The movement to divest from fossil fuels and invest in renewable energy alternative continues to accelerate, with commitments from nearly a thousand institutional investors, a report from and finds.
The 2018 edition of (28 pages, PDF) found that assets under management by investors committed to divestment has increased 11,900 percent, from $52 billion four years to $6.11 trillion today. According to the report, the primary drivers behind that growth are insurance companies (more than $3 trillion under management), pension funds, and sovereign wealth funds. Ireland, which has an €8.9 billion ($10.4 billion) sovereign development fund, became the first country in the world to commit to divest its wealth fund from fossil fuels, while New York City, with $189 billion held in pension funds, is the largest city to date to do so.
According to the study, the accelerating trend is fueled by a combination of ethical, financial, and fiduciary imperatives — including grassroots mobilization against fossil fuel projects and pipelines; the introduction of new fossil-free financial products; new analyses showing that investors can divest without jeopardizing their risk/return profiles; and the growing imperative faced by investors to manage their reputational risk and align themselves with the goals of the UN Paris Climate Agreement.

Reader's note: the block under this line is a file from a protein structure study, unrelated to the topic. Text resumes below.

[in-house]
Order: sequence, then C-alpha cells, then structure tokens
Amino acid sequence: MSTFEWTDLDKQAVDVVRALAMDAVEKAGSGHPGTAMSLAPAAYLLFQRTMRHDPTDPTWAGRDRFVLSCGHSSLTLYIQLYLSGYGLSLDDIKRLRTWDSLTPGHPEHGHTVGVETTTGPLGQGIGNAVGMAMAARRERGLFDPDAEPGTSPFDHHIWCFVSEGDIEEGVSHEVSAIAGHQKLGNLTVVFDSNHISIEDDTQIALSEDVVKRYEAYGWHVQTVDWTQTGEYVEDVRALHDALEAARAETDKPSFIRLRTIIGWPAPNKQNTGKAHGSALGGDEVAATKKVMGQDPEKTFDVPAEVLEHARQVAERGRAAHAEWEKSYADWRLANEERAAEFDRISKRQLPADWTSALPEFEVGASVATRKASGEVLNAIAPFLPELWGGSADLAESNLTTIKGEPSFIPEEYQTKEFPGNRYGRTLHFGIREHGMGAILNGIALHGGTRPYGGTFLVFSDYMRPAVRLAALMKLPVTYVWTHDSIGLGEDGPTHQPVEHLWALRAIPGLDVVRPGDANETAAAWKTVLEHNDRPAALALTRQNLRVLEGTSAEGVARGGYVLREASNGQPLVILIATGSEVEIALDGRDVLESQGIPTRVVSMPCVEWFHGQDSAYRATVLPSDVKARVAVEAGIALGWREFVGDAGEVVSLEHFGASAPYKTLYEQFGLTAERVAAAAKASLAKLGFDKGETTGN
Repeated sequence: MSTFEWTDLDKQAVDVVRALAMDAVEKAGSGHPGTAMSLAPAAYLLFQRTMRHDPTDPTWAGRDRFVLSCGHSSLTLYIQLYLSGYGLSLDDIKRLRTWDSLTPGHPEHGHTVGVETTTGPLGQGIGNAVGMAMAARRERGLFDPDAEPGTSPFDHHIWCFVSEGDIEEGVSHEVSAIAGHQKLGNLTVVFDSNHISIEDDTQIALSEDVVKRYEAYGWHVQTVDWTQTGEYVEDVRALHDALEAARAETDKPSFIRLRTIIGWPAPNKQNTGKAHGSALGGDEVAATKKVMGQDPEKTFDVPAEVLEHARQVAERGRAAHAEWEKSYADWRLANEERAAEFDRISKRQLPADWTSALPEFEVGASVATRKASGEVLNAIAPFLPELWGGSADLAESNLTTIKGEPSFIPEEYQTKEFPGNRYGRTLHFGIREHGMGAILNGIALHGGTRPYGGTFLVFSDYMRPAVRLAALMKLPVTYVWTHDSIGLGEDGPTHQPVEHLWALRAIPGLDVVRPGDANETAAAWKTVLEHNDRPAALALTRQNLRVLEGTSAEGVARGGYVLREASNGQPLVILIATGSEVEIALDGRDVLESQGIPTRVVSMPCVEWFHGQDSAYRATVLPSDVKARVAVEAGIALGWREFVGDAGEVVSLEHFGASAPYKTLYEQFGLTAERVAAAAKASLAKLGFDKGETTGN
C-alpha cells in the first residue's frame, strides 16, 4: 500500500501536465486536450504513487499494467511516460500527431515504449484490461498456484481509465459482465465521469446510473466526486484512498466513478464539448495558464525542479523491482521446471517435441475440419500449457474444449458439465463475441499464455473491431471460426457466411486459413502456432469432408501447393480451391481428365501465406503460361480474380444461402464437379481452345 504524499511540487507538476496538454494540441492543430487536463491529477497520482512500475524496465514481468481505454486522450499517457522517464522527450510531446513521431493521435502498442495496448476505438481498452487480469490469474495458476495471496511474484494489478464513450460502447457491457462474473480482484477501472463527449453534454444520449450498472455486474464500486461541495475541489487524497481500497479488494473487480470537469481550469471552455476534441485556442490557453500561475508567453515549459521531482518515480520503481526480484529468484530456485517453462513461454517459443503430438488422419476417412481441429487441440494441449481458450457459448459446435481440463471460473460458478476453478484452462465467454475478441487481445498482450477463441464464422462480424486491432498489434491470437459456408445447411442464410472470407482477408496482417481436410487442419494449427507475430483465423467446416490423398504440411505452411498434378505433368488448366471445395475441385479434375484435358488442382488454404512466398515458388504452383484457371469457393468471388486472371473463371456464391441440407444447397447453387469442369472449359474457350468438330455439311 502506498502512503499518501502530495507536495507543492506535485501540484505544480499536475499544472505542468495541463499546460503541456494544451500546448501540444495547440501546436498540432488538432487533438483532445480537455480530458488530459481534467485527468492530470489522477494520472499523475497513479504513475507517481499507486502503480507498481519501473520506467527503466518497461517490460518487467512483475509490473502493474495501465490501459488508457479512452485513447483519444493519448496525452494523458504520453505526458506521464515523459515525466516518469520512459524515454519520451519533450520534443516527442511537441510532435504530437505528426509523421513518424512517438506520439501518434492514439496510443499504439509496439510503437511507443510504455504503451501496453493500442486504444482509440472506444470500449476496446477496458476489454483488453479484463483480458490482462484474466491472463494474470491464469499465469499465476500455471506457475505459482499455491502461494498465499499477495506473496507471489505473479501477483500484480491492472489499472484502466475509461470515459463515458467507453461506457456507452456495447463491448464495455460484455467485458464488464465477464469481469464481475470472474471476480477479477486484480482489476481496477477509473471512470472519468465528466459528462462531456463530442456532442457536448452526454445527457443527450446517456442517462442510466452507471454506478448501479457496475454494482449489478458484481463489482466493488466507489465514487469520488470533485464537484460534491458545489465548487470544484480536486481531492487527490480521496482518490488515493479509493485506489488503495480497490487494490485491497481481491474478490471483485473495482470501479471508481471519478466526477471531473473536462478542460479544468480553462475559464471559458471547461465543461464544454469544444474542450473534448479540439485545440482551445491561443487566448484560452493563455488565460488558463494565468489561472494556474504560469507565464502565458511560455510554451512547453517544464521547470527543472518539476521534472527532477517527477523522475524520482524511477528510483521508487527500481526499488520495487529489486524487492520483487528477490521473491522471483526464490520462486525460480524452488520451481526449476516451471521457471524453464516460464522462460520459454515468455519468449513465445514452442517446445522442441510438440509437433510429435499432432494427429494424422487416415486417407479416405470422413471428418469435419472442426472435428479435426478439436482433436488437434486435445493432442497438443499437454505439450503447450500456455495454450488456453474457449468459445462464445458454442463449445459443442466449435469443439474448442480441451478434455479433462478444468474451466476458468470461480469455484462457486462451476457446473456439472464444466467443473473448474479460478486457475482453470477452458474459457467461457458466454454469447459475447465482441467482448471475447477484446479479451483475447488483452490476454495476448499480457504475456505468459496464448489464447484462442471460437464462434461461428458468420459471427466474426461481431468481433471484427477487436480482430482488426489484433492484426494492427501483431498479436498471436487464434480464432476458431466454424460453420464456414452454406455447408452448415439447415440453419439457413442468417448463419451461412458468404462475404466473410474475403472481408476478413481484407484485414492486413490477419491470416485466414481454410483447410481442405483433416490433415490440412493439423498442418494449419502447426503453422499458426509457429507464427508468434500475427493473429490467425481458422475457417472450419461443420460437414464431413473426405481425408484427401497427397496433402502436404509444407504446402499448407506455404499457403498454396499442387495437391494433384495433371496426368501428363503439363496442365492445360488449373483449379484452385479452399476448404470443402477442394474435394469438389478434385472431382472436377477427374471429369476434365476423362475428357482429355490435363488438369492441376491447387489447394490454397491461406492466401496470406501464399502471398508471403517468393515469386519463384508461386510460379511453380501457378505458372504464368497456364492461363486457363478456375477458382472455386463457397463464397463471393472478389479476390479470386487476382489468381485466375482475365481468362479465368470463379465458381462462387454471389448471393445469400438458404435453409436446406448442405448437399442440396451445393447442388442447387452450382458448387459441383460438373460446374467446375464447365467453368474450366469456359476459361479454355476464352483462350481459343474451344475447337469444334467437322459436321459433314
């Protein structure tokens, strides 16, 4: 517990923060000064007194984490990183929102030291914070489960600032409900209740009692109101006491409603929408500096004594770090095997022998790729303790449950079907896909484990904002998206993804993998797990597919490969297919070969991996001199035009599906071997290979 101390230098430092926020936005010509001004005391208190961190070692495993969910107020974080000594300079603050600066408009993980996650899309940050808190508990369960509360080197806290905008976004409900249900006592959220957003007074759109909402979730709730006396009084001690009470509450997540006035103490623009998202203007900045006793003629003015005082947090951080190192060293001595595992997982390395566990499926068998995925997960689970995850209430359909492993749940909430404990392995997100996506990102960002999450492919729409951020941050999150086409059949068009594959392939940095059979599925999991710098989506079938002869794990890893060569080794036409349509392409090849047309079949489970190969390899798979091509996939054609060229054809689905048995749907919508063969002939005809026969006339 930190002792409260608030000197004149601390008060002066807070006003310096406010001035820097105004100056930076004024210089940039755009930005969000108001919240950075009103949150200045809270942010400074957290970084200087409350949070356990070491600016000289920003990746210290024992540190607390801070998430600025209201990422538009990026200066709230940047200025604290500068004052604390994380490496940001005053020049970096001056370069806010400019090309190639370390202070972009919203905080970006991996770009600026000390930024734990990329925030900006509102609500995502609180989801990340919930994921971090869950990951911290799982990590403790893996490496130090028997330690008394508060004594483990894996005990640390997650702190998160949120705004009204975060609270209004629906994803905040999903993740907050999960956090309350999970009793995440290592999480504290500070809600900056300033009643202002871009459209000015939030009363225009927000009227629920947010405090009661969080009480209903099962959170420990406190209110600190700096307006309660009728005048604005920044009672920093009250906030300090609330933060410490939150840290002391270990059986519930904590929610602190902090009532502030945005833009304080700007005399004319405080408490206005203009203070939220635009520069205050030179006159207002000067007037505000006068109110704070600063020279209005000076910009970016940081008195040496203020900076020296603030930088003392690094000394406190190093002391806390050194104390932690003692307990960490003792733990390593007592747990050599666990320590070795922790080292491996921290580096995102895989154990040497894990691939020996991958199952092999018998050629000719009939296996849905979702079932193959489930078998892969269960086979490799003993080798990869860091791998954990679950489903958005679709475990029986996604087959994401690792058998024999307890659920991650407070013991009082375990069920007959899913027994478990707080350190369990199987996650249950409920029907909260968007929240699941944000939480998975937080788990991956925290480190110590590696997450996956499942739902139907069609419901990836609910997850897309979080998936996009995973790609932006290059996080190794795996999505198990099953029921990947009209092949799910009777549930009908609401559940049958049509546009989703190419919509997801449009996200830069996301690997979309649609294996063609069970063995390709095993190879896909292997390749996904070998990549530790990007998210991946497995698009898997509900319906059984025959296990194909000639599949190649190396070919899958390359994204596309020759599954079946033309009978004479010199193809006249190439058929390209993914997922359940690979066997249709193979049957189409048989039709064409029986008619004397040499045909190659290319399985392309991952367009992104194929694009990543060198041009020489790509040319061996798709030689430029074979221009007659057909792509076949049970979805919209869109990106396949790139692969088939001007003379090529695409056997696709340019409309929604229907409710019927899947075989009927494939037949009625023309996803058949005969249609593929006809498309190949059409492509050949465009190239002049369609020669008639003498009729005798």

"I commend the divestment movement for its incredible progress over the past year," said Mary Robinson, former president of Ireland and a former United Nations High Commissioner for Human Rights. "The invest side of the equation is equally significant. Imagine if all investors committed 5 percent of their assets to ending energy poverty, offering women new economic opportunities, ensuring a just transition for workers from extractive industries, and helping native communities earn revenue from wind farms — this is what climate justice requires."
"Institutional investors must be Paris-compliant, not just governments," said executive director Ellen Dorsey. "Today, our movement pledges to increase divested global assets to $10 trillion by 2020. Investors should also commit at least 5 percent of their portfolio to climate solutions to help rapidly scale to 100 percent renewable energy and universal energy access. For those investors who persist in engaging with the industry, we ask them to set 2020 as the time limit for engagement: If companies cannot or will not produce two-degree transition plans by then, investors must divest or they will own climate change and its impacts."